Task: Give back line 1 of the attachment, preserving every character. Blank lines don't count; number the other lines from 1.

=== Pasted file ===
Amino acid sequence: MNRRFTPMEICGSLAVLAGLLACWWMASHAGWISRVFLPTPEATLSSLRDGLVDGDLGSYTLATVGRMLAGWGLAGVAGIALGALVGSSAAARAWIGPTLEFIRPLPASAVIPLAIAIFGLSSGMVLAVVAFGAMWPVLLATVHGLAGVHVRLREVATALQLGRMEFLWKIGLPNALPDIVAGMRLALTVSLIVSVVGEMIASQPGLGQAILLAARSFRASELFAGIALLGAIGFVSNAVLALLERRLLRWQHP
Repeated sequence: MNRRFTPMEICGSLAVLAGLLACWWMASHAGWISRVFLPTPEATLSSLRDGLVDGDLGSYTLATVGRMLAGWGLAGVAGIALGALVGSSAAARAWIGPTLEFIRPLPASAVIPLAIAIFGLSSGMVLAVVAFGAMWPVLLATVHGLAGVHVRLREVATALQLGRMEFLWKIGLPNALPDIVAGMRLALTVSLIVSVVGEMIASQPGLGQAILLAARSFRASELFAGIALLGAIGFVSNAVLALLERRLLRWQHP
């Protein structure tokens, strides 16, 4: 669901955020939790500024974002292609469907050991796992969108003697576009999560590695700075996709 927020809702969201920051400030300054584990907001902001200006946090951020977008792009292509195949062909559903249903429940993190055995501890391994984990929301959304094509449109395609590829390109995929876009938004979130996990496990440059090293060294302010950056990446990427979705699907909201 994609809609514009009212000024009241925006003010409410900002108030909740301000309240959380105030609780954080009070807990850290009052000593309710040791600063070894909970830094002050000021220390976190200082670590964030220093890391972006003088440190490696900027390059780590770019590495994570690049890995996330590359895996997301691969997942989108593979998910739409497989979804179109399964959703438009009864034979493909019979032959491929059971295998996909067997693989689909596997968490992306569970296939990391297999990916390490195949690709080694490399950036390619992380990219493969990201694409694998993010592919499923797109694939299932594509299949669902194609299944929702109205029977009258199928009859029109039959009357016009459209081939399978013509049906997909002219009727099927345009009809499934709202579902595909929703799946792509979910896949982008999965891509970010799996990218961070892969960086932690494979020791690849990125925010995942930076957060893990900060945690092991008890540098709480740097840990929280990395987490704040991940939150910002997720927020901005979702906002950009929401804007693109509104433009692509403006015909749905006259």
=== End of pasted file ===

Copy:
Amino acid sequence: MNRRFTPMEICGSLAVLAGLLACWWMASHAGWISRVFLPTPEATLSSLRDGLVDGDLGSYTLATVGRMLAGWGLAGVAGIALGALVGSSAAARAWIGPTLEFIRPLPASAVIPLAIAIFGLSSGMVLAVVAFGAMWPVLLATVHGLAGVHVRLREVATALQLGRMEFLWKIGLPNALPDIVAGMRLALTVSLIVSVVGEMIASQPGLGQAILLAARSFRASELFAGIALLGAIGFVSNAVLALLERRLLRWQHP